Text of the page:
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Magnetic Resonance Imaging of Dermatomyositis with Bilateral Involvement of the Erector Spinae Muscle

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Division of Respirology, Neurology, and Rheumatology, Department of Medicine, Kurume University School of Medicine, Kurume, Japan
Corresponding author Shinjiro Kaieda, Division of Respirology, Neurology, and Rheumatology, Department of Medicine, Kurume University School of Medicine, 67 Asahi-machi, Kurume 830-0011, Japan Tel: 81-942-31-7560, Fax: 81-942-31-7703, E-mail:

Copyright © 2016 Ewha Womans University School of Medicine. This is an open-access article distributed under the terms of the Creative Commons Attribution Non-Commercial License ( which permits unrestricted non-commercial use, distribution, and reproduction in any medium, provided the original work is properly cited.

Received: Jan 11, 2016; Accepted: Jul 01, 2016

Published Online: Jul 31, 2016

A 58-year-old man had been diagnosed with dermatomyositis and interstitial lung disease in August 2002. Although muscle biopsy was not performed, our patient fulfilled the criteria for dermatomyositis published by Bohan and Peter based on the presence of proximal muscle weakness, elevated serum muscle enzyme levels, electromyographic abnormalities, and dermatomyositis-specific skin alterations [1]. The presence of anti-PL-7 (anti-threonyl-tRNA synthetase) autoantibodies was confirmed by immunoprecipitation after the initial diagnosis. Although he remained in a stable condition while receiving 5 mg prednisolone (PSL) and 150 mg cyclosporine A daily for two years, the patient developed sudden onset of back pain and found a subcutaneous mass on his right upper back. He did not have trauma history and myositis ossificans was not suspected. The subcutaneous mass was approximately 50×50 mm, and mobility was maintained. The subcutaneous tumor surface was smooth, and color change was not observed. Skin rash, proximal muscle weakness, and interstitial lung disease exacerbation were not observed. The serum creatine phosphokinase and serum C-reactive protein levels were elevated (1,575 U/L [normal, 45 to 163 U/L] and 0.72 mg/dL [normal <0.14 mg/dL], respectively). Fat-saturated, T2-weighted magnetic resonance images showed high signal intensity in the bilateral erector spinae muscles (Fig. 1A, B) and strong contrast enhancement was detected by gadolinium-enhanced T1-weighted images (Fig. 1C, D). Tests for procalcitonin and β-D-glucan were negative. Increasing the PSL dose to 30 mg provided complete resolution of clinical symptoms in a few days, including the subcutaneous tumor and back pain, and laboratory examination values returned to normal.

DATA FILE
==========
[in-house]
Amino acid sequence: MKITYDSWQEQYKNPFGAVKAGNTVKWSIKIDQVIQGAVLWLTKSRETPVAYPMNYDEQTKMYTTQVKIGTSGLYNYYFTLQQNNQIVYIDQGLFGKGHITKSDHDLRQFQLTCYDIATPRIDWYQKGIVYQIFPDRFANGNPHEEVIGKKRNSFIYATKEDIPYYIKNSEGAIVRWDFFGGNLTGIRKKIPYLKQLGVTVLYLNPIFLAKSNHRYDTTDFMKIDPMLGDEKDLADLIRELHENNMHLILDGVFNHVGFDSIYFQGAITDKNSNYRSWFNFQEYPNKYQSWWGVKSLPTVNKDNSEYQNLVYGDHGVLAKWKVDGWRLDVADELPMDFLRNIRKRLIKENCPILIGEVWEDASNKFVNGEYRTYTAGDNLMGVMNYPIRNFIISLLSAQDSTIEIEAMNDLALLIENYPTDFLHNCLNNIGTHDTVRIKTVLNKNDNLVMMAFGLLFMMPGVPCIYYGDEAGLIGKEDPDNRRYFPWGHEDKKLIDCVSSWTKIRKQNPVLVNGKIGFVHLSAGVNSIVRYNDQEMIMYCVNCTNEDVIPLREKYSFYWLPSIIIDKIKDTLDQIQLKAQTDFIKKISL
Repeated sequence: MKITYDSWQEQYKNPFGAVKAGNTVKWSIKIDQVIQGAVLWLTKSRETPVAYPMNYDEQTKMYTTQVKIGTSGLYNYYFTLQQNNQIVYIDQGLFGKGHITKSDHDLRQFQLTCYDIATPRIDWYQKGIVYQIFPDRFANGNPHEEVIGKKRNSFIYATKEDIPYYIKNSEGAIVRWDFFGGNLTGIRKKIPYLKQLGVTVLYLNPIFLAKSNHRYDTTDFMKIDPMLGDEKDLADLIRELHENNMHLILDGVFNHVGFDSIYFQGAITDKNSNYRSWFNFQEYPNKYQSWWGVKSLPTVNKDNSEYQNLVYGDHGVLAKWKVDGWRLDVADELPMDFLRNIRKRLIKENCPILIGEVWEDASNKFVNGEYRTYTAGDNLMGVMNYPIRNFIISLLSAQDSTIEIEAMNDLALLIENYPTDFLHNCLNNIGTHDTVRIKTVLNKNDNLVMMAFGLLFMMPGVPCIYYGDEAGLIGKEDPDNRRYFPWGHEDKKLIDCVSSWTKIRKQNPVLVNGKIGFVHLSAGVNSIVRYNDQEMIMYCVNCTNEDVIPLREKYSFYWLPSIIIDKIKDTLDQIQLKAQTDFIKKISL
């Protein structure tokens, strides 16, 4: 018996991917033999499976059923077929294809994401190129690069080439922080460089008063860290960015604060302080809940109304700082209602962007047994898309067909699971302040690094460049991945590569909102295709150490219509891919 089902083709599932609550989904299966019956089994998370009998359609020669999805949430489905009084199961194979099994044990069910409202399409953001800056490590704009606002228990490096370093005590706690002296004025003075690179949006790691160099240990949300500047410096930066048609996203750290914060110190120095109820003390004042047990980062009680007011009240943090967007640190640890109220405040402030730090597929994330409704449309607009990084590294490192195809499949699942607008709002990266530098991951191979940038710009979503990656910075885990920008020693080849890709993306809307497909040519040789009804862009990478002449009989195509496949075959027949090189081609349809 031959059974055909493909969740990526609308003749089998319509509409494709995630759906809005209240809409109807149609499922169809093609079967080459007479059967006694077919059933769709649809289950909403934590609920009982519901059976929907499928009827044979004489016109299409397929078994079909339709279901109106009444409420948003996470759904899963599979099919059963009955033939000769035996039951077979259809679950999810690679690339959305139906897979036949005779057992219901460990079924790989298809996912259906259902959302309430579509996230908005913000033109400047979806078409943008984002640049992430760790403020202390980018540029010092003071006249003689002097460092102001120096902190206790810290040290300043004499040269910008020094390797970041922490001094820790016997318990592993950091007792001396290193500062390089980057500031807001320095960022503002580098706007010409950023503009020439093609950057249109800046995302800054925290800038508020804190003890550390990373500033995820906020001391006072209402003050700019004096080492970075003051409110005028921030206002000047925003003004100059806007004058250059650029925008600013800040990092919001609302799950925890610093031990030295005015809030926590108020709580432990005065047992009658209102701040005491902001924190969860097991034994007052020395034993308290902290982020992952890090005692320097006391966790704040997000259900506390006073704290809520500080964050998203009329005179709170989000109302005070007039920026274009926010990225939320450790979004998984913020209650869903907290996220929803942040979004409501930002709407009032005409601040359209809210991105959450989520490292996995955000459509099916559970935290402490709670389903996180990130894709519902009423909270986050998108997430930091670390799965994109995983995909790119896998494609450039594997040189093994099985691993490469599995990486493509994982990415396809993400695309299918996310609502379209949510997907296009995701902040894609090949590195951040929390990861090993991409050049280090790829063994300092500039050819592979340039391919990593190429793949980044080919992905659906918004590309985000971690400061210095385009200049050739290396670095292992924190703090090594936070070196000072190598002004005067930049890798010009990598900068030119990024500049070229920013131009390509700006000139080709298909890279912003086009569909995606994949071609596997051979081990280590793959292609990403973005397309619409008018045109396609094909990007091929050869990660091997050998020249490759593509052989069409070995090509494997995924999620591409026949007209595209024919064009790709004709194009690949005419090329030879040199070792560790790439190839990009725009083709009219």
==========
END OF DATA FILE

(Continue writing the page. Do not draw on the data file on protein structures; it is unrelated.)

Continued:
Whole-body magnetic resonance imaging analysis in patients with adult inflammatory myopathies was performed, and myositis was not found in the erector spinae muscles in 63 patients with adult inflammatory myopathies, suggesting that involvement of the erector spinae muscles is a rare complication of adult inflammatory myopathies [2]. Primary erector spinae pyomyositis cases were reported, and abscess was unilateral and localized [3,4]. In the present case, erector spinae muscle myositis was demonstrated to be bilateral, and infectious disease was unlikely to be the cause of erector spinae myositis. Increasing steroid doses in increments completely alleviated his clinical symptoms, including the subcutaneous tumor and back pain, and no relapse occurred after steroid dose reduction. Although skin biopsy was not performed, malignancy was excluded because of good response to steroid therapy. We suspected that the disease state was related to autoimmunity rather than malignancy and infectious diseases. We herein describe a case of dermatomyositis complicated with bilateral erector spinae myositis.



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Filli L, Maurer B, Manoliu A, Andreisek G, Guggenberger R. 2015; Whole-body MRI in adult inflammatory myopathies: do we need imaging of the trunk?. Eur Radiol. 25:3499-3507


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Fig. 1. Magnetic resonance images in a 58-year-old man with dermatomyositis and interstitial lung disease. High signal intensities in the bilateral erector spinae muscles are demonstrated on coronal fat-saturated, T2-weighted magnetic resonance images (A and B). Strong contrast enhancement is shown on gadolinium-enhanced T1-weighted images at Th8-L1 (C) and Th12-L1 (D) levels (arrows).
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